State Rep. Scott Lipps, R-Franklin, and Butler County Common Pleas Judge Noah Powers II are on opposite ends of the legal system: One creates laws, the other enforces them.
But they’re also closely tied together. They recently joined an elite group of Scottish Rite Masons when they received the highest and last degree in Freemasonry, Honorary 33rd Degrees, during a two-hour ceremony at Miller High Life Theatre in Milwaukee. There are more than 255,000 Scottish Rite Masons in the U.S. and only 450 received the honor this year.
There are two Freemasonry jurisdictions: the Northern Masonic made up of 15 states, including Ohio, and the Southern Masonic comprised of the other 35 states.
Lipps has been a Mason for 41 years; Powers joined 30 years ago. They never imagined earning the highest degree in the fraternal organization the same way no Little Leaguer picks up a bat and ball thinking about being inducted into the Baseball Hall of Fame.
“I never thought this would happen, never in my life,” Lipps said. “It never crossed my mind. I never thought I did anything to deserve it.”
Powers, sitting across the table from his good friend, said: “I thought the same thing.”
Then Lipps added: “I wonder if that’s universal. The kind of man who wins this isn’t trying to win this.”
Powers said 211 Masons in the Northern jurisdiction were nominated for the 33rd Degree, but three died before the biennial ceremony. The honorary degree can only be received if the vote among the state’s Supreme Council is unanimous. The next ceremony will be held in August 2021 in Cleveland.
“It’s a way to recognize what you have done, but also what you are able to do and what you are going to do in the future,” said Powers, Middletown’s former mayor. “Charity is the work of the Masons. That’s what we strive to do. For our brethren and for humanity in general. Love for mankind. That means give until it hurts. That’s what love always means.”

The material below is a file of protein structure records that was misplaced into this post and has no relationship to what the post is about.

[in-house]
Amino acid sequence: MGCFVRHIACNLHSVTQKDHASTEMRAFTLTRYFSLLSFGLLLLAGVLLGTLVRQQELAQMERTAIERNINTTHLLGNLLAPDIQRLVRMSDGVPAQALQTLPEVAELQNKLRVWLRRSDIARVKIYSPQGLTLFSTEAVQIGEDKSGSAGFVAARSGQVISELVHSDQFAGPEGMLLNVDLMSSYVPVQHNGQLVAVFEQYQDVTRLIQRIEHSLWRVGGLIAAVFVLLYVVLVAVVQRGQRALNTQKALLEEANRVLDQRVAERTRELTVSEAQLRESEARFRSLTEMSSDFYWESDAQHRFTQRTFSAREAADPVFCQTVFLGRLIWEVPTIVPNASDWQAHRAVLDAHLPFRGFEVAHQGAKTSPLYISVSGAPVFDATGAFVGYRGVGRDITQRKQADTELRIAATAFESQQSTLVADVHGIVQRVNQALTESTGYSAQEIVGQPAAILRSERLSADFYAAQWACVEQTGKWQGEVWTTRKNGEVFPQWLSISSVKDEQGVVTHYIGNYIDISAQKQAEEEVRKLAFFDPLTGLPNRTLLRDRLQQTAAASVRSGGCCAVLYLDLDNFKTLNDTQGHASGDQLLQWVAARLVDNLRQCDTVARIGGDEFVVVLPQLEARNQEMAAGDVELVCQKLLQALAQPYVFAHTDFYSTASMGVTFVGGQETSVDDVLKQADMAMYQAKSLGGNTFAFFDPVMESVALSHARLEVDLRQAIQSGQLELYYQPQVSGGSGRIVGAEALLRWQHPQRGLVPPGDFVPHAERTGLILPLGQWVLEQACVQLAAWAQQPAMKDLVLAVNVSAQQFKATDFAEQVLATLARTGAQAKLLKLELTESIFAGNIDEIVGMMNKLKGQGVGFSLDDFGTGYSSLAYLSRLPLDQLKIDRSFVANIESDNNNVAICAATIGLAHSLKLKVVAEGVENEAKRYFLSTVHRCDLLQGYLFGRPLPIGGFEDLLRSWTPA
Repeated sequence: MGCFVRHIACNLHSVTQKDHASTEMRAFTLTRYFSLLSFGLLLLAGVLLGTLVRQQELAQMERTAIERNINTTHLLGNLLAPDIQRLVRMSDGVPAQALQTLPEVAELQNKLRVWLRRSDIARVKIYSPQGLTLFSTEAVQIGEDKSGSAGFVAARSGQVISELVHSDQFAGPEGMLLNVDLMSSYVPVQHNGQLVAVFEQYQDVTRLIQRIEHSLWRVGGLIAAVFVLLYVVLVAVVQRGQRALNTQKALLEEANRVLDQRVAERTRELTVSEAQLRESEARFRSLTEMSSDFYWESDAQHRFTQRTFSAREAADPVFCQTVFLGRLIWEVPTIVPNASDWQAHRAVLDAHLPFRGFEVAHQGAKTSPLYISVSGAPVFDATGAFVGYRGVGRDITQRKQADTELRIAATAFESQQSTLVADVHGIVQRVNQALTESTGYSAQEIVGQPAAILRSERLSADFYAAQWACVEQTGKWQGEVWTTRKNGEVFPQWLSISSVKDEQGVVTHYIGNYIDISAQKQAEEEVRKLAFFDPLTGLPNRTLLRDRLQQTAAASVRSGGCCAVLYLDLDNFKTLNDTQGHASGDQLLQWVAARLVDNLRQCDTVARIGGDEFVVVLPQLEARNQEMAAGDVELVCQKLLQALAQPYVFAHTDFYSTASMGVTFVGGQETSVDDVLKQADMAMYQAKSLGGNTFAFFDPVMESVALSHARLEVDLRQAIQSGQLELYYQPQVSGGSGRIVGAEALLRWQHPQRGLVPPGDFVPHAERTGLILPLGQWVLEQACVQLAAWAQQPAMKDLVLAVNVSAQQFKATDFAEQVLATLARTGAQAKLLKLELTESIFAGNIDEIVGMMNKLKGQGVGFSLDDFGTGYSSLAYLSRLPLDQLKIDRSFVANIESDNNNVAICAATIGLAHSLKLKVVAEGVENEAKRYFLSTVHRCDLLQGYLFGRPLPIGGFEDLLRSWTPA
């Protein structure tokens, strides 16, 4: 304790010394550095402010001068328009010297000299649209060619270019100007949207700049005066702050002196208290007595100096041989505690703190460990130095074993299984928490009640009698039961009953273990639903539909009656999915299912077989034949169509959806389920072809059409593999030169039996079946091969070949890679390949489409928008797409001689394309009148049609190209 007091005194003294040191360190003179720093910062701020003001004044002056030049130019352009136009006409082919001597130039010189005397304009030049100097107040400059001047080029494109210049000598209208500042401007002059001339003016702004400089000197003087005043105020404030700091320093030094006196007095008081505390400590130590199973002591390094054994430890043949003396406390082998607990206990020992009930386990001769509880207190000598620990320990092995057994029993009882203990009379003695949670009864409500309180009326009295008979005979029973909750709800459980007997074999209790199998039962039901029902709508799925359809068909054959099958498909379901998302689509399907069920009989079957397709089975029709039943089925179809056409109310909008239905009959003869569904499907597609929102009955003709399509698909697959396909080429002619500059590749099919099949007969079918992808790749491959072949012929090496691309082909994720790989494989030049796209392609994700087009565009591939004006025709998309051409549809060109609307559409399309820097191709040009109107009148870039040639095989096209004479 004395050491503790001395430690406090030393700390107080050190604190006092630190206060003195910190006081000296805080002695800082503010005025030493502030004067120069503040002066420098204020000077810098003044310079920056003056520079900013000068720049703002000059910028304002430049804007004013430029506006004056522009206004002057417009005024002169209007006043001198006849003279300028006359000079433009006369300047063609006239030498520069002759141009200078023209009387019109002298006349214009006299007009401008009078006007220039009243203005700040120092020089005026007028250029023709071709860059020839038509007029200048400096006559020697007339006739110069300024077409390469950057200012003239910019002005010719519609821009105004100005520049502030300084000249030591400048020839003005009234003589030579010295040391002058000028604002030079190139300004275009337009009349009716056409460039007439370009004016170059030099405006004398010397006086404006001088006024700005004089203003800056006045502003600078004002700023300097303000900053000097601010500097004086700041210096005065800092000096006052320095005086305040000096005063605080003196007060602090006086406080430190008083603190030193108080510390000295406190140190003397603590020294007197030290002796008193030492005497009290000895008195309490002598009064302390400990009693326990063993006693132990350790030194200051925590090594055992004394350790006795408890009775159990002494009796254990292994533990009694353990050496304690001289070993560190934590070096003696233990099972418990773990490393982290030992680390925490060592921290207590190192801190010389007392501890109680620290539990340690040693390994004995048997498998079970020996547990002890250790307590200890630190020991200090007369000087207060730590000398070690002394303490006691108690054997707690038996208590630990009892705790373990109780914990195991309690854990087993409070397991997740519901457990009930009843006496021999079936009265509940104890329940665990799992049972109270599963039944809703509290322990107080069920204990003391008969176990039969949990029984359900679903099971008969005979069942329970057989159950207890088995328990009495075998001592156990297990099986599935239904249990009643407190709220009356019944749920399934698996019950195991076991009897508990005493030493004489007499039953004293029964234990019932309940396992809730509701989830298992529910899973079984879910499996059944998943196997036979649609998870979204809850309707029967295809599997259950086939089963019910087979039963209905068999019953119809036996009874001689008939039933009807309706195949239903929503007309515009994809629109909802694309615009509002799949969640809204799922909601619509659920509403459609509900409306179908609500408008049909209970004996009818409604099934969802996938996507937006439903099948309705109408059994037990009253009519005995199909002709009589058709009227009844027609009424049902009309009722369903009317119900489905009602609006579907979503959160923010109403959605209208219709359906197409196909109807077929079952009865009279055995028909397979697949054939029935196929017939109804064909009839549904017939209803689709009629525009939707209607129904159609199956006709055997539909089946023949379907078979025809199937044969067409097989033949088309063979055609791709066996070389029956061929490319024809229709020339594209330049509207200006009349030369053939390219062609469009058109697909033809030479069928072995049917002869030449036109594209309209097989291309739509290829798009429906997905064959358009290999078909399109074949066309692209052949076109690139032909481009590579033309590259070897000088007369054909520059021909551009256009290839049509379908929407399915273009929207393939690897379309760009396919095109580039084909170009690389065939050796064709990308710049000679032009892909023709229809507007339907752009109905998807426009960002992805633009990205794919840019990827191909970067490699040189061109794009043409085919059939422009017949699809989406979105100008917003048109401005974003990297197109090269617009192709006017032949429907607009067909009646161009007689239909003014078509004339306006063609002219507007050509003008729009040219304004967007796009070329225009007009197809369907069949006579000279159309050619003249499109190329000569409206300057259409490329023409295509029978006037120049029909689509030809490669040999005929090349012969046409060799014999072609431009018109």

Lipps said the Mason motto is: “Take a good man and make him better.”
His father is extremely active in the organization and served as president of the lodge in 1976.
“He was firmly committed,” Lipps said of his father, Kenny, 85. “Loyal to it. Faithful to it.”
Growing up, Lipps watched as his father and other men gathered in the family basement to study about the Masons. Lipps was 8 at the time, and he wanted to follow his father. Since this was before the Internet or cell phones, Lipps said he couldn’t research the organization.
Then in 1978, the day Lipps turned 21, he drove home from the College of Wooster and became a Mason. He was named president of the lodge in 1990.
Lipps said his father, with an eighth-grade education, worked in the factory at NCR in Dayton. His father was proud of him when he earned his bachelor’s and master’s degrees, owned a mattress business, was named Franklin’s mayor for two terms, then elected to a state representative seat.
When Lipps informed his father he was going to be a 33rd Degree, those past accomplishments palled.
“This mattered more,” he said.
Powers said Masons are active in several organizations. None more than Special Olympics. When the event is held every year at Middletown High School, many of the volunteers are Masons and financially, the Masons are the second largest donor behind the Kroger Co.
The highlight of the 33rd Degree induction ceremony is what the organization calls “a march of penguins.” The candidates and the active members all must wear the matching outfits: Long black tuxedos, black pants, black shoes, white shirt and vest and pearl buttons.
This year, about 2,000 men marched two blocks from their hotel to the theater. That was some kind of sight.
“The people who saw us on the street had to be thinking, ‘What is this? Who died,’” Lipps said with a laugh.
No. Everyone dies. Only a few are 33rd Degree Masons.
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